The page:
Philippine Supreme Court Jurisprudence

Philippine Supreme Court Jurisprudence > Year 2009 > November 2009 Decisions > G.R. No. 183834 - Jimmy R. Napoles v. Office of the Ombudsman (Visayas), et al.:

G.R. No. 183834 - Jimmy R. Napoles v. Office of the Ombudsman (Visayas), et al.



[G.R. NO. 183834 : November 25, 2009]




This is an appeal by way of a Petition for Review under Rule 45 of the Rules of Court assailing the August 28, 2007 Decision1 of the Court of Appeals (CA) in CA-G.R. SP No. 01873 as well as its Resolution2 dated July 9, 2008 upholding the guilty findings of the Office of the Ombudsman against petitioner Jimmy R. Napoles for grave misconduct and dismissing him from the service.

The factual antecedents follow.

On June 21, 2001, private respondent Antonio G. Ruiz, Jr. (Ruiz) went to the Bureau of Internal Revenue (BIR)-VII South District Office for computation of the capital gains tax due him in connection with the sale of his 525-square-meter property in Sitio Antuanga, Quiot, in Pardo, Cebu. Revenue District Officer Estrella Lopez (Lopez) assigned Jimmy Napoles (Napoles), BIR Examiner I, to determine the zonal valuation of the property as basis for the payment of capital gains tax. Using as reference Department Order No. 18-97, Napoles informed Ruiz that the zonal valuation of the property was P4,325.00 per square meter as of 1996 subject to 10% increase per annum. Ruiz disagreed and said that the valuation should only be P3,100.00 per square meter. Ruiz proposed that an ocular inspection be made at his expense. Napoles agreed.3

After the ocular inspection, Napoles insisted on the higher zonal valuation, reasoning that the property is situated in an industrial zone. Napoles assessed the capital gains tax due at P136,237.50. Again, Ruiz objected and argued that the tax should only be P97,650.00.4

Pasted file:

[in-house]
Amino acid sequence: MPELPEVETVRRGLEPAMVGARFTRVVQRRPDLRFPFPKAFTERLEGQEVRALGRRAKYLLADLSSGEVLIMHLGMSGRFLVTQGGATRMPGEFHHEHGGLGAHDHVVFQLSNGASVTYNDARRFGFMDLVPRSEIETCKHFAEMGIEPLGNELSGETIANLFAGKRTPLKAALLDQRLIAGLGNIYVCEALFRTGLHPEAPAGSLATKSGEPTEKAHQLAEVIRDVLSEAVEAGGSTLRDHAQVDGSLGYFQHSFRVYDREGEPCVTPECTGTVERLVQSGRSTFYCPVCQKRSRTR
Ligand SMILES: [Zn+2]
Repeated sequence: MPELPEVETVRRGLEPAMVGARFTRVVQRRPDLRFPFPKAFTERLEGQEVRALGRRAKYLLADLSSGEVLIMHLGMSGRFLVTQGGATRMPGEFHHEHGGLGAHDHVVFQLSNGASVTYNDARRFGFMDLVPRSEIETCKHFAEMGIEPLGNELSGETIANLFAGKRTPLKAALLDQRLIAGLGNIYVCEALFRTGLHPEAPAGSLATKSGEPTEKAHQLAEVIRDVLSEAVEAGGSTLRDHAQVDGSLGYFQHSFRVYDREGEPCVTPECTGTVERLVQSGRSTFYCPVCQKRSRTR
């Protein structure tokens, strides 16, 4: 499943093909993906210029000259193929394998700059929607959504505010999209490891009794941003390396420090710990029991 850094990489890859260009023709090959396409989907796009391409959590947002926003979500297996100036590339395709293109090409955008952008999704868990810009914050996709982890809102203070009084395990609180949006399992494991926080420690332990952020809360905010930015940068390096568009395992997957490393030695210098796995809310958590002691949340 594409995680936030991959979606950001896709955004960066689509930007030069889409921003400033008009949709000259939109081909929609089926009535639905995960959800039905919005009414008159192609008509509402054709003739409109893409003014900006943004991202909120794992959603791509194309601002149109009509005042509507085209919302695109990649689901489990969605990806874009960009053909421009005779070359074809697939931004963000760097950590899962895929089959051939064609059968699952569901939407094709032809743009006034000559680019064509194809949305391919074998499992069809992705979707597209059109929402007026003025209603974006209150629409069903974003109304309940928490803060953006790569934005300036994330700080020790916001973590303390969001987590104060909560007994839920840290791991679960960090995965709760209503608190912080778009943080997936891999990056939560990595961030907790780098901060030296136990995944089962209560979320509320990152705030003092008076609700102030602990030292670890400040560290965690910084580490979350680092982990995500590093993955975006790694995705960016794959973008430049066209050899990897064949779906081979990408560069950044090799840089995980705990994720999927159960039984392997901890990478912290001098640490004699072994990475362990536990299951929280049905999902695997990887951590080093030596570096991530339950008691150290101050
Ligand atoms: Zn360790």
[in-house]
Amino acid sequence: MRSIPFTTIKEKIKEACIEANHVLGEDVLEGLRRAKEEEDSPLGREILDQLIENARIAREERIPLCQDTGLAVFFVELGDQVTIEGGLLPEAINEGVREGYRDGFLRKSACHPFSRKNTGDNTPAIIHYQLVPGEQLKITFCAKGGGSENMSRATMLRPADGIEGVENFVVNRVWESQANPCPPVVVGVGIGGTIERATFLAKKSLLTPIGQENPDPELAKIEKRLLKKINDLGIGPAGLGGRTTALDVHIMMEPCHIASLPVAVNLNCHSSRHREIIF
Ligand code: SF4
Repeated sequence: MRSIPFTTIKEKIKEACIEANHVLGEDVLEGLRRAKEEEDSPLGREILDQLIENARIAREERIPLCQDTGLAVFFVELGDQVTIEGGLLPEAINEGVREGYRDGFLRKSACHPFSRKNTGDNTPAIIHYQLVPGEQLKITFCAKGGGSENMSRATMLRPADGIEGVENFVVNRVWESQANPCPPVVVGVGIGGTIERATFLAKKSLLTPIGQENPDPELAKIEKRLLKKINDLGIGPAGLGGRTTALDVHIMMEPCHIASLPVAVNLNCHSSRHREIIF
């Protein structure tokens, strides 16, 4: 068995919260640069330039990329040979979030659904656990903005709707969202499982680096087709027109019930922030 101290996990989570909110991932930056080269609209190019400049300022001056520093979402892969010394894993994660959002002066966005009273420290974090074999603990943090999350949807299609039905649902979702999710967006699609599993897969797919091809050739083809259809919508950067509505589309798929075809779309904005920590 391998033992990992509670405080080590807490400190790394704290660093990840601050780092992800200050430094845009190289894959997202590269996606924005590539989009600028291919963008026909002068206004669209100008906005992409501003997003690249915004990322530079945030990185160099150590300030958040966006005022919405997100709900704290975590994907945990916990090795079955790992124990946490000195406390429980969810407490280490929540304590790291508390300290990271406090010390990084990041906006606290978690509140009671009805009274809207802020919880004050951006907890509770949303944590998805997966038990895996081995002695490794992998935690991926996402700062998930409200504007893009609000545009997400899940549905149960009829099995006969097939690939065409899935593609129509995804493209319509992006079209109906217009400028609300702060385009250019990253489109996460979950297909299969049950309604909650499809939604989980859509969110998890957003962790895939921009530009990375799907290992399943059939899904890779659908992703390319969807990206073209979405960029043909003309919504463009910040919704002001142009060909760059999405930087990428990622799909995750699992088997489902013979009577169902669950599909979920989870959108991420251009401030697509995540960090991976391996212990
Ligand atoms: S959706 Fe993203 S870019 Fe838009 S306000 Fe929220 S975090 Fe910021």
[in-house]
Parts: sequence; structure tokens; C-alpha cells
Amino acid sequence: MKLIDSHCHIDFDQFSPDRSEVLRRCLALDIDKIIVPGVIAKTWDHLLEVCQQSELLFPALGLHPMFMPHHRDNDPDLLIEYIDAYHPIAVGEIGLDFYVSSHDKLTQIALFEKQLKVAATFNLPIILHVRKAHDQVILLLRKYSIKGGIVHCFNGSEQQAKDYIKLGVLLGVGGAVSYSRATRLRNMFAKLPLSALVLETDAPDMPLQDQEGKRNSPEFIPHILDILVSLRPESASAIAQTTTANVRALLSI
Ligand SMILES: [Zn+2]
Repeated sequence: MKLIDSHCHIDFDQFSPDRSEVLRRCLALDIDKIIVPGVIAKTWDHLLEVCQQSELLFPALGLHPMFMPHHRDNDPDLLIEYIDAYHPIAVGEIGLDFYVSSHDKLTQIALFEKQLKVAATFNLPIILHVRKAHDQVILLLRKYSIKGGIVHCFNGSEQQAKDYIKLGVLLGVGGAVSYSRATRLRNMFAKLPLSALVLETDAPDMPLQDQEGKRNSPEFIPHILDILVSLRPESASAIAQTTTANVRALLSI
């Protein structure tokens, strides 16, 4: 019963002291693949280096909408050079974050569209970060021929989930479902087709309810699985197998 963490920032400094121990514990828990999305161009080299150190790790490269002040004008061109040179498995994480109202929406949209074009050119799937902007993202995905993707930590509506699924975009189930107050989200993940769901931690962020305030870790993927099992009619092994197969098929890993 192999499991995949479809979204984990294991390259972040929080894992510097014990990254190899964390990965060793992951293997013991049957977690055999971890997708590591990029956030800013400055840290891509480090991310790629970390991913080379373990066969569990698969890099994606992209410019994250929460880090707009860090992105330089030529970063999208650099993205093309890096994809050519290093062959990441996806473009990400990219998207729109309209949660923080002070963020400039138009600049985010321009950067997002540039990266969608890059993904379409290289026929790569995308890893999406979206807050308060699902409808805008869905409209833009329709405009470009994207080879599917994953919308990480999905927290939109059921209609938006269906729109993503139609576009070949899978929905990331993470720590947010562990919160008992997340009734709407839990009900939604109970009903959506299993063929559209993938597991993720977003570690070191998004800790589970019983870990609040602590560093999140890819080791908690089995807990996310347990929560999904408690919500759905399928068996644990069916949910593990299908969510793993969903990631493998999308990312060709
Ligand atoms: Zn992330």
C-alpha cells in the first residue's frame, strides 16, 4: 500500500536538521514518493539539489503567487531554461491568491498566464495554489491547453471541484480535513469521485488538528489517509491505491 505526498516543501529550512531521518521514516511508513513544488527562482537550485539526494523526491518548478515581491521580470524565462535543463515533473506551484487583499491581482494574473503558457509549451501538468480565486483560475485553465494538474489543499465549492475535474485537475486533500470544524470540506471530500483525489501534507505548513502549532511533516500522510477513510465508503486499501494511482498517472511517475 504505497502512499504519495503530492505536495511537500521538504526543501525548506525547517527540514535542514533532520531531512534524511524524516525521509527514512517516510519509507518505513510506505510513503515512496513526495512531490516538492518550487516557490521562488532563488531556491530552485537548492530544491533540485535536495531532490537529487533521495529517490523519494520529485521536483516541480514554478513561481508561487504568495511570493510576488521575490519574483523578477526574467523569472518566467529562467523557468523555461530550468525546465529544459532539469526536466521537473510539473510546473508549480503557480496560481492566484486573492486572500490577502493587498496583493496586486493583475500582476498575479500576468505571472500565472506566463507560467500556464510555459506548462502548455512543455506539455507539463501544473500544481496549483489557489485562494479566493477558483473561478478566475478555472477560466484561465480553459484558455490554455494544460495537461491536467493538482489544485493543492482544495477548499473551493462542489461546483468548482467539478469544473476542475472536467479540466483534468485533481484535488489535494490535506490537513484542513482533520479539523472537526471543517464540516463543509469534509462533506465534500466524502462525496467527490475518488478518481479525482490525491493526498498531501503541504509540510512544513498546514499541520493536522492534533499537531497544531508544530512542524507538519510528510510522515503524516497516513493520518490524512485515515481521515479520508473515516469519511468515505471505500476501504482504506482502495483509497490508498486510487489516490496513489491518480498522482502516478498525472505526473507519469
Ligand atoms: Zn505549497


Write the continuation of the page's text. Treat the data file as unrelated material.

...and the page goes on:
According to Napoles, he advised Ruiz to talk to Lopez, who, in turn, instructed him to accommodate Ruiz' demand to reduce the zonal value to P3,100.00 per square meter on the condition that it shall be subject to the approval of the BIR's Legal Division, and that if the same should be denied, Ruiz must pay the appropriate amount of tax.5

Napoles returned to his table and computed the capital gains tax based on the P3,100.00 per square meter zonal value. According to Ruiz, Napoles handed him a written computation of the tax assessment,6 but demanded, in addition, the amount of P10,000.00.7 When Ruiz asked what the P10,000.00 was for, Napoles allegedly replied that it was to be used as "grease money" to speed up the processing of the documents and the approval by the BIR Regional Office.8 Since then, Napoles kept reminding Ruiz about the P10,000.00 grease money.9

Irate, Ruiz reported the matter to the National Bureau of Investigation (NBI) Regional Office. An entrapment operation was set, with Ruiz agreeing to a meeting with Napoles.10

Ruiz arranged to meet with Napoles inside a fastfood restaurant in Raintree Mall in Cebu City where Ruiz was to hand to Napoles the P10,000.00. The NBI formed a team composed of Supervising Agent Atty. Jose Ermie Santos and Agents Arnel Pura and Teodoro Saavedra. The team immediately coordinated with the bureau's laboratory department for the purpose of dusting the marked money with ultraviolet powder. The serial numbers of the bills were also duly recorded.11

On July 4, 2001, at around 3:30 in the afternoon, Ruiz met with Napoles inside the designated restaurant with NBI agents close by. Ruiz handed the white envelope containing the marked money to Napoles, and the latter placed the envelope inside his pocket. At this juncture, the NBI team arrested Napoles and brought him to the NBI office.12

While inside the NBI office, Napoles was subjected to ultraviolet light examination and was found to have yellow fluorescent smudges and specks on the dorsal and palmar aspect of his left and right hands.13 However, the marked money and the white envelope were not recovered from Napoles. According to the NBI, Napoles threw the money and the envelope out of the window of the car after he was arrested. An hour after the arrest, four (4) P100.00 bills matching the serial numbers of the marked money were recovered from a security guard manning the shopping mall.14

The following day, July 5, 2001, the NBI filed a complaint for grave misconduct against Napoles before the Office of the Ombudsman (Visayas).15 A criminal case was also filed against Napoles for violation of Section 3(b) of Republic Act (R.A.) No. 3019 before the Regional Trial Court of Cebu.16